There is a tech on the market that can automate lights, temperature, and music in all corners of your home. You can buy gadgets that lock your doors and make it look like someone is home when you’re not there. No one can dispute that these things are cool, but we’re here to ask: are they safe?
The house that can do everything
Former SmartThings CEO Alex Hawkinson spoke with The Wall Street Journal about his own smart home that has over 150 connected devices. His business, acquired by Samsung a few years ago, helps customers create their own smart home.
Via smartwatch, Alex’s home recognizes when he wakes up in the morning based on recorded sleeping patterns. Immediately, the house does several things to prepare Alex for his day. It includes adjusting the lights and thermostat.
Alex’s house also brews him a perfect cup of coffee that stands at the ready for when he makes his way downstairs. There are also motion sensors to notify Alex when there is movement in the house after 6 am, indicating that his children are awake.
When Alex opens the cupboard to retrieve a coffee mug, a speaker immediately notifies him of the weather forecast for the day. The home also has ambient lights that change color based on what’s happening in the house. Blue light means the mail has arrived. Other colors indicate other events, such as when the laundry is done or the gun case opening without authorization. The house can even go into a mode called “party time.” When Alex says those words anywhere in his home, party lights come on, and a disco ball is activated.
Many of the devices in Alex’s home were not initially smart devices, but he has made them such using “smart outlets.” These are wall outlets that you can switch on and off remotely over wifi. For example, Alex’s coffee maker is a run-of-the-mill coffee maker, but it is plugged into a smart outlet. He can set a timer to turn on and off when he needs his coffee.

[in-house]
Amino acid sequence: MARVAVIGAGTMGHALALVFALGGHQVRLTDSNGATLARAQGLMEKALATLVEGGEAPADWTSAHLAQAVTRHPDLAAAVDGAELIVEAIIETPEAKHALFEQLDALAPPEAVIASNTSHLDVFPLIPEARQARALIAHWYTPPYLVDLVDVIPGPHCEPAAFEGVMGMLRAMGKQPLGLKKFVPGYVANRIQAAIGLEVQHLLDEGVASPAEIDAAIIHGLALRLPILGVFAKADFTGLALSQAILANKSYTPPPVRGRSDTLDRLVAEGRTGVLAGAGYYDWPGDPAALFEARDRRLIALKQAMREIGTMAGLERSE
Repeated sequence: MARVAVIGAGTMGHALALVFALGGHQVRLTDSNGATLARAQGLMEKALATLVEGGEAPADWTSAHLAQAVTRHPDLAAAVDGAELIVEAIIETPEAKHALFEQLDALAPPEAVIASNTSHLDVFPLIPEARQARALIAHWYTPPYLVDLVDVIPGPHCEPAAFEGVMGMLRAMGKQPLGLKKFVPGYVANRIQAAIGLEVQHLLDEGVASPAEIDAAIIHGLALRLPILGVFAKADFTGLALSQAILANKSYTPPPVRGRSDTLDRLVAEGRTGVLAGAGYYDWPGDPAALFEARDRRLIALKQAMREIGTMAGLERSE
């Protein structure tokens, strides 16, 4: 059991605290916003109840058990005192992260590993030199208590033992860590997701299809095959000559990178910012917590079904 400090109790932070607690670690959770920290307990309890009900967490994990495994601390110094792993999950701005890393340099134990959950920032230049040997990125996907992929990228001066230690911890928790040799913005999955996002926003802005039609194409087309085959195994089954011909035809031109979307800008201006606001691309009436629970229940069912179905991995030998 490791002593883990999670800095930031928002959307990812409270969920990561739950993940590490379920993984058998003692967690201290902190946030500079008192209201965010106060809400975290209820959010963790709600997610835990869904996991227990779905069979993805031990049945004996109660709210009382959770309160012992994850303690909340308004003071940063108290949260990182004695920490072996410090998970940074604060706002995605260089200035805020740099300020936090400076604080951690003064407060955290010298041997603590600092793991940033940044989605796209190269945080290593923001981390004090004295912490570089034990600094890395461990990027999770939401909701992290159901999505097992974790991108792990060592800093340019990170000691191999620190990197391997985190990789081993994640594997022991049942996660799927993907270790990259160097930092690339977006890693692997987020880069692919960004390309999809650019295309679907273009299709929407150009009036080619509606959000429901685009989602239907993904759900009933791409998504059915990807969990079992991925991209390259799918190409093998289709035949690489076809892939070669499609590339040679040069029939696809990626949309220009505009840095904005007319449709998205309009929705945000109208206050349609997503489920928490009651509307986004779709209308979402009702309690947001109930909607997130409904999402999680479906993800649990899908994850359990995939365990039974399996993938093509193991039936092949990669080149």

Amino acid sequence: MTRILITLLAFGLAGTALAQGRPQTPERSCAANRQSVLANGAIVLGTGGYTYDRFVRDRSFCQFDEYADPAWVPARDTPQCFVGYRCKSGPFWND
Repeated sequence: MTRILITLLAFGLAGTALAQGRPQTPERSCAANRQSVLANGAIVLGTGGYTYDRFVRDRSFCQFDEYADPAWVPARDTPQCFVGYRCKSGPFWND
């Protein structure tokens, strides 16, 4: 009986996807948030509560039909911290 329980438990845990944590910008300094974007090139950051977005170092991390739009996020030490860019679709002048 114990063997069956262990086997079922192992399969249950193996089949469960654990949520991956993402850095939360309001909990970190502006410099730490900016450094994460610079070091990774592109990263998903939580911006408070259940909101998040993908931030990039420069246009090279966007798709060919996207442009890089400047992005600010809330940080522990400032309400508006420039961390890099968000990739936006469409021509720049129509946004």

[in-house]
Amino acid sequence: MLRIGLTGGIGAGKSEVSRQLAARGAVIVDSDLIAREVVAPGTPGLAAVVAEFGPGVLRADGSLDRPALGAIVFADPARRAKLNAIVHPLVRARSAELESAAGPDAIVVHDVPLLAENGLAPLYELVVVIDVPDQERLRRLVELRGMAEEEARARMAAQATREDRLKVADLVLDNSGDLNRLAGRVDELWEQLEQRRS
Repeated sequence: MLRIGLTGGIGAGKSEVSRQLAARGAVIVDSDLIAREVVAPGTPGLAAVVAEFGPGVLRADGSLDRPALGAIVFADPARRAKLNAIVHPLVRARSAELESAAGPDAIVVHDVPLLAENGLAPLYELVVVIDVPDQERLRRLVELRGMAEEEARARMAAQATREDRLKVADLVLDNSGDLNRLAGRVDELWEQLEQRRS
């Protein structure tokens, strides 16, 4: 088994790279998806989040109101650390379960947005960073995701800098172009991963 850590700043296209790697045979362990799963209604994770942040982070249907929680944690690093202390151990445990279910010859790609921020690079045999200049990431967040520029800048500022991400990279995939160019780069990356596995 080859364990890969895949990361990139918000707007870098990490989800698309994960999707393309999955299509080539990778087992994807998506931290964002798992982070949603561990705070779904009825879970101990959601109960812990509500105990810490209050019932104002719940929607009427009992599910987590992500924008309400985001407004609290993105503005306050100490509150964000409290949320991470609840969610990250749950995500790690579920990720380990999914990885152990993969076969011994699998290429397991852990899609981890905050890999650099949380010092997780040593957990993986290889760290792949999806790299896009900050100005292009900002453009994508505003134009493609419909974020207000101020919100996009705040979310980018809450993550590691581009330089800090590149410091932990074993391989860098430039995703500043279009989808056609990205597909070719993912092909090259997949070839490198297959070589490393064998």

What about smart home security?
There’s no denying that all these gadgets seem kind of cool. However, behind every self-timed coffee maker, there is a dilemma that most consumers do not understand. The problem is that these internet connected devices act as entry points for hackers to get into your home network.
Even the smart outlets, as insignificant as they seem, can fall victim to attackers looking for an ‘in.’ Criminal hackers sneak along the local network to find devices such as your laptop that store valuable information. From there, your data, privacy, and even finances are fair game.
Alex does talk about his home’s physical security and being able to have peace of mind, thanks to his devices. He mentions the smart locks he has on his doors that alert him if the door is opened while he is away. He’s gone so far as to set automatic lights to come on in various sequences while the family is on vacation, to give the impression that someone is home.
These seem like pretty extensive security measures. The problem with this is that the modern home is more likely to be hacked than robbed, and Alex says nothing of what actions he takes regarding online security.
Why You Should Be Wary of Smart Home Devices
Both buying and selling these types of devices can be dangerous. Many people are unaware of the risks that they are inviting into their homes. Since this interview was taken, researchers have made some pretty scary proof-of-concept attacks. The researchers noted that because the devices allow lots of third-party app development.These apps have ‘over privilege’ meaning they ask for permission to access more functions than they need to.
Manufacturers release products onto the market that has not been properly secured. Often, they even leave so-called backdoors. These are secret, intentional holes in the security of the devices that are used for system maintenance and troubleshooting. However, when they get into the wrong hands, these backdoors can also be used by criminal hackers to take down an entire network.